October 14, 2014-  4,447 deaths and 8,914 confirmed cases.

Educate yourself...don't be a statistic.

Friday, October 10, 2014

Friday's Fall Cup

Complete with a trip to a petting zoo...and Aiden's first close encounter with a donkey!

Soon the Covered Bridge Festival...

Enjoyed a weekend out at the Farmer's Market recently, compliments of our newest business venture in my small college town. We finally have cab service for the weekends and evenings!  Spent an absolutely perfect Fall morning soaking up the sights and sounds beginning with Cafe au Lait alfresco and a slice of Almost Home Tearoom's Strawberry Pizza (which most closely resembled fresh strawberry pie spread over a layer of cheesecake and atop a crushed pecan tea cookie crust). Sipping morning coffee while listening to live music.

And the air filled with the smells of Fall.

Sampling fresh apples...and buying a large jar of homemade apple butter. Booths filled with fresh vegetables and fruits and candles and CHOCOLATES ,

Yes...hand-dipped chocolates! Including an entirely delicious dark chocolate dipped caramel sprinkled with  large flakes of sea salt. And clay whimsical yoga rabbit sculptures done by the same woman. I am so buying a meditating bunny sculpture!

Cakes and pies and cider and hand-crafted jewellery...drawings and paintings and wood crafts. Fresh flowers. Local Honey.

Surrounded by the strumming of a local acoustic guitarist playing "The Music of My Generation"  CCR...Simon and Garfunkel...Neil Young.

It was perfect.

Off to Bloomington College Mall and yes, another day of mall-ratting with friends on Wednesday...where Loretta and Sharon and Tim and I found ourselves brunching at Applebee's on this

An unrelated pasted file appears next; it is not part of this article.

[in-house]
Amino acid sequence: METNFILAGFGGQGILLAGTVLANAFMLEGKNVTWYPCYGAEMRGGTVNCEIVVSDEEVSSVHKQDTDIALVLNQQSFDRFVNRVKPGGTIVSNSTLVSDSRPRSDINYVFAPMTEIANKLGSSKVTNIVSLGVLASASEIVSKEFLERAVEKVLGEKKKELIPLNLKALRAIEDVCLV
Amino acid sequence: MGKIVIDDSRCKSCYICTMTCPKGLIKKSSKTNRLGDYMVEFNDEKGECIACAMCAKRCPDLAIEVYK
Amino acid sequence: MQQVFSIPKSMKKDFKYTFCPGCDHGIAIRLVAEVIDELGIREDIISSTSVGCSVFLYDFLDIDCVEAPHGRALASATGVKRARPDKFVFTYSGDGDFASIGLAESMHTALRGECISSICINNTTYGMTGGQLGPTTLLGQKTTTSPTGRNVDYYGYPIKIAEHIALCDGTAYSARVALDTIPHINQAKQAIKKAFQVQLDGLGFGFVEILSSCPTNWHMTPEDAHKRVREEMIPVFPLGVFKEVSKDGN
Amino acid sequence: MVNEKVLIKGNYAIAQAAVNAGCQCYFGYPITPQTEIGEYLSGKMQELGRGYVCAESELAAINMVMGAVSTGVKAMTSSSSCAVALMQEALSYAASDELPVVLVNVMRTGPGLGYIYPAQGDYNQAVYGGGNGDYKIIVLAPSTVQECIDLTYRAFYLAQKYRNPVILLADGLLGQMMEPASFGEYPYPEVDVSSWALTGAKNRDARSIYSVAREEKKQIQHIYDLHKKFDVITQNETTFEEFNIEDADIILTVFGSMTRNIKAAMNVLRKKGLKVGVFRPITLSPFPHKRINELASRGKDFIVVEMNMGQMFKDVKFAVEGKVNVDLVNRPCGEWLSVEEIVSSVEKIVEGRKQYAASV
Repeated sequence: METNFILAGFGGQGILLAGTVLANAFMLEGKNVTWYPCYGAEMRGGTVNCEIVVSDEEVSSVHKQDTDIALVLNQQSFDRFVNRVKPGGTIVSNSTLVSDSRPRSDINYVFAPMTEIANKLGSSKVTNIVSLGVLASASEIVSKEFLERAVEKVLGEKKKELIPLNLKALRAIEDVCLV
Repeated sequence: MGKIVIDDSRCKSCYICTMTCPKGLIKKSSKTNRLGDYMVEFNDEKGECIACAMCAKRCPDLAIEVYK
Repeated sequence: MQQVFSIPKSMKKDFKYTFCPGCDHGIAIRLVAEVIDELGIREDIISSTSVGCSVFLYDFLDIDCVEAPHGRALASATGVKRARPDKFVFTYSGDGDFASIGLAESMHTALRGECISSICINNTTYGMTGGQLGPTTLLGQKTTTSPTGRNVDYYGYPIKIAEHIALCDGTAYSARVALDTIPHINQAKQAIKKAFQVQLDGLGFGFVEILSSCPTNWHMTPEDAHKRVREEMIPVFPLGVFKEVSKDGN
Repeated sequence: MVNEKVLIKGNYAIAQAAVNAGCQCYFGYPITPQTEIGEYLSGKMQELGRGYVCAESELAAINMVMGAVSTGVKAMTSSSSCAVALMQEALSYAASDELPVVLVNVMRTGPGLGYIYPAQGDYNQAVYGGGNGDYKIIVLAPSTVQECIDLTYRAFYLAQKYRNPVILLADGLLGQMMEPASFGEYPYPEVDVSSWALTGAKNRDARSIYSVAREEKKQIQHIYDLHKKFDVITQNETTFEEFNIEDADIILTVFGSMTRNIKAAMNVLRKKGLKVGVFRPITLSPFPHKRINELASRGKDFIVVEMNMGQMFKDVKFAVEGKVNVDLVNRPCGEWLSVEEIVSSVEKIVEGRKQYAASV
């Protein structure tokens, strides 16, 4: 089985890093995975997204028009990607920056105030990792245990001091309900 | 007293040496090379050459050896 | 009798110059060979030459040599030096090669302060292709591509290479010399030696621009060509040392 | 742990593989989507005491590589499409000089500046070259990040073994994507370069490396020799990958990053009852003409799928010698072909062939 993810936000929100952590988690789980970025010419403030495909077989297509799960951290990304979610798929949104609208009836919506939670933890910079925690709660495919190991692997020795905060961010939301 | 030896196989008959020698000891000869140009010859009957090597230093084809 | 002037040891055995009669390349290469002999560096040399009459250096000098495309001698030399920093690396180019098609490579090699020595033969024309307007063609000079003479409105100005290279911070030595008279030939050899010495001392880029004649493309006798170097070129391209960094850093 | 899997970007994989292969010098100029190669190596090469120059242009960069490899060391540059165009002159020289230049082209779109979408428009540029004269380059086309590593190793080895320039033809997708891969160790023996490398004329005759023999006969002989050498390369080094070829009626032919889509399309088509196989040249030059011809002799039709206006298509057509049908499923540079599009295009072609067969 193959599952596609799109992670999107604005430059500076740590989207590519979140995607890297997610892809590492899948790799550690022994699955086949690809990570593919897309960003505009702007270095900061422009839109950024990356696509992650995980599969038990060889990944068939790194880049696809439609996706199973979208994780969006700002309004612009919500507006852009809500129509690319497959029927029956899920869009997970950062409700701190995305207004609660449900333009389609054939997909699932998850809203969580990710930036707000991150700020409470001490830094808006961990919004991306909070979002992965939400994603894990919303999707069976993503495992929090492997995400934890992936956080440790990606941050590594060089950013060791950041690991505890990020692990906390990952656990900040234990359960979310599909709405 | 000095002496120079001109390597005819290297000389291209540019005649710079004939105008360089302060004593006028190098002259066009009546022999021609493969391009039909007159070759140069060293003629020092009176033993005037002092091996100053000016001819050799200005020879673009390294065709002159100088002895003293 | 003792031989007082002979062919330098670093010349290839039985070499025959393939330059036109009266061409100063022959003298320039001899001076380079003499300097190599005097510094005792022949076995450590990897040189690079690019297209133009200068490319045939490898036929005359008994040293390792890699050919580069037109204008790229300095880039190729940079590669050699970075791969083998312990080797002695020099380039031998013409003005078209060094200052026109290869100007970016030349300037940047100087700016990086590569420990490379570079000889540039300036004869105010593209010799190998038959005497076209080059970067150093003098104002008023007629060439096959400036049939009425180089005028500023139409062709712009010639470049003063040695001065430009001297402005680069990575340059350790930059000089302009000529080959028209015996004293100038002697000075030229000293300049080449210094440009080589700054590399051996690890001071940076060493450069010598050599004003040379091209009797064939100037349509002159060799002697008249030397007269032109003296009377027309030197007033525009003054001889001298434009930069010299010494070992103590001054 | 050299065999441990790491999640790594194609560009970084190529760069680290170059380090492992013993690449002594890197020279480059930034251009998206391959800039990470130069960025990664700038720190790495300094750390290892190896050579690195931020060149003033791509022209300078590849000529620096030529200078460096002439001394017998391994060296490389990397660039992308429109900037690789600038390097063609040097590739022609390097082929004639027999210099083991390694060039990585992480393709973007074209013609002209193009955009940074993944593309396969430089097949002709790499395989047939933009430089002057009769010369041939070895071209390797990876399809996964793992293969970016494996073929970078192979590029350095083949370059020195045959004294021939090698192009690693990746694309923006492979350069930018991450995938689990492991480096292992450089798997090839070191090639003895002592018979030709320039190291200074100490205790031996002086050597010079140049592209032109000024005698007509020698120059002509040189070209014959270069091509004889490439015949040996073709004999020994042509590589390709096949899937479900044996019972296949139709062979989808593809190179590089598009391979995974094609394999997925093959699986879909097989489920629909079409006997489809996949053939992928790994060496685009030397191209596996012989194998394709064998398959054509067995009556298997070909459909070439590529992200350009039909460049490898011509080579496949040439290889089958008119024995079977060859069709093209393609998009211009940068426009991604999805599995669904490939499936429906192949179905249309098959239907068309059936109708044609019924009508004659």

Which is even more awesome than it looks...complete food-gasm. Their Signature sirloin steak with a creamy garlic and Parm sauce over sautéed   shrimp. Paired with sautéed mushrooms and mashed red cheese potatoes and a salad.

We revisited all the usual haunts Victoria Secret...Bath and Body...Yankee Candles (new scent: Caramel Pecan Pie) as well as plundering a few new ones. Loved the Stuff A Bear shop! Found earrings in Macy's that were tiny crystal pave bows, and a black fuzzy oversized sweater at Sears so soft it must have been knitted from kittens!              
                  (okay...maybe not...but still incredibly soft...)

Toying with taking the leggings plunge this Fall with the slouch booths, infinity scarves and oversized sweaters. Still trying to shake the feeling that you are walking outside in long!

Picked up a thin silver chain off eBay and now am wearing Idgy's pendant.

She has finally convinced me to embrace turquoise and brown..and feels quite smug about it, I might say.  It has only taken 9 years. It is growing on me. Realize the other day I had actually deliberately paired a light brown infinity crinkle scarf with a teal top...and smiled.

Knowing, even from Tennessee, she was nodding her approval.

No book to review this week...but I did manage to catch a really good movie. The Good Marriage (based on the Stephen King short story). Well cast. The plot loosely involving a character much like the BTK serial killer. The perfect couple...the attentive and adoring husband...and the wife, when she finally makes the connection that monsters don't live UNDER the bed....sometimes they are the person on the other side of it. Well done. The ending was modified from the original story...but surprisingly, it is more better.  Very suspenseful and entertaining.